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Longman Dictionary of Contemporary English
▪ He was never more than a mere figurehead in the negotiations.
▪ Norway's King Harald V is a figurehead.
▪ The president is essentially a figurehead: the real power lies with the prime minister.
▪ But despite the president s show of contrition, few analysts believe Mr Wahid is willing to become a figurehead just yet.
▪ More than 10 years on, Mr Thomson has once again assumed a figurehead role over Mrs Maginnis.
▪ Scarcely surprisingly, he became one of the figureheads of the revolution of 1820.
▪ Switzer is regarded as a figurehead who basically just stays out of the way.
▪ The figurehead President, Joseph Nerette, resigned and the post was left vacant.
▪ The Emperor was transformed from a divine figure into a constitutional figurehead.
▪ The manager is merely a figurehead.
▪ There had only been six, then; the five old Encyclopedistsall dead now-and himself, the young figurehead of a mayor.
The Collaborative International Dictionary

Figurehead \Fig"ure*head`\, n.

  1. (Naut.) The figure, statue, or bust, on the prow of a ship.

  2. A person who allows his name to be used to give standing to enterprises in which he has no responsible interest or duties; a nominal, but not real, head or chief.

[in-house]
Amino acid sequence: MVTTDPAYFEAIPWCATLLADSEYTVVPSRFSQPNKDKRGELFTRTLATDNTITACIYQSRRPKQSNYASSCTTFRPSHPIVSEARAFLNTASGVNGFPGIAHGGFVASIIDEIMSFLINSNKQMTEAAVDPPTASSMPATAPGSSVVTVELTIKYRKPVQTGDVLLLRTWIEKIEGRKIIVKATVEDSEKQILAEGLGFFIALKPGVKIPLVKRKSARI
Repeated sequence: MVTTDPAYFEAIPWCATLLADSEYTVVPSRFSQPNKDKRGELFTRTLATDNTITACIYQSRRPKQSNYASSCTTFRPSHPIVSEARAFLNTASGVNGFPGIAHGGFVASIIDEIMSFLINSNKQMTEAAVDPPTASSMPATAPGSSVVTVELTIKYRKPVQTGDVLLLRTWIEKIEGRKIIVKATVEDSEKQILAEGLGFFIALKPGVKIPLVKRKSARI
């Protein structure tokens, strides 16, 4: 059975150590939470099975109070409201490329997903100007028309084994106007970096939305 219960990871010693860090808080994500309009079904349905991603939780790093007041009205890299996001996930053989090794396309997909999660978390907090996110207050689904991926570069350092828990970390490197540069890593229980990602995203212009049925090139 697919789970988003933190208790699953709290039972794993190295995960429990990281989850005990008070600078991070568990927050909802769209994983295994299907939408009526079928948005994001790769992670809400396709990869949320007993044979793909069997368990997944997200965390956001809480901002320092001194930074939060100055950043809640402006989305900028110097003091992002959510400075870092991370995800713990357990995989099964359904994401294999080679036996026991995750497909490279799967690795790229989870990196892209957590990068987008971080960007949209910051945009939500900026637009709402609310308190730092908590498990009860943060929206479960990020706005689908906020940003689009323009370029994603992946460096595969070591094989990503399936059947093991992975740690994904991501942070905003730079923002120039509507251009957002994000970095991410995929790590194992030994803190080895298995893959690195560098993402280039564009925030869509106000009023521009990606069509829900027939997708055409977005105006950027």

Douglas Harper's Etymology Dictionary

also figure-head, 1765, from figure (n.) + head (n.). The ornament on the projecting part of the head of a ship, immediately under the bowsprit; sense of "leader without real authority" is first attested 1868.\n\nYou may say that the king is still head of the State, and that this is a sufficient basis for loyal feeling; certainly, if he were really so, and not a mere ornamented figure-head on the ship of state. [James Hadley, "Essays Philological and Critical," London, 1873] \n


n. 1 (context nautical English) A carved figure on the prow of a sailing ship. 2 (context by extension English) Someone in a nominal position of leadership who has no actual power; a front or front man.

  1. n. a person used as a cover for some questionable activity [syn: front man, front, nominal head, straw man, strawman]

  2. figure on the bow of some sailing vessels

Figurehead (object)

A figurehead is a carved wooden decoration found at the prow of ships largely made between the 16th and 20th centuries.


In politics, a figurehead is a person who holds de jure (in name or by law) an important title or office (often supremely powerful), yet de facto (in reality) executes little actual power. The metaphor derives from the carved figurehead at the prow of a sailing ship. Commonly cited figureheads include Queen Elizabeth II, who is Queen of sixteen Commonwealth realms and head of the Commonwealth, but has no power over the nations in which she is not head of state and does not exercise power in her own realms on her own initiative. Other figureheads are the Emperor of Japan, the King of Sweden, or presidents in majority of parliamentary republics, such as the President of India, President of Israel, President of Bangladesh, President of Greece, President of Germany, President of Pakistan, and the President of the People's Republic of China (without CPC General Secretary and Chairman of CMC posts).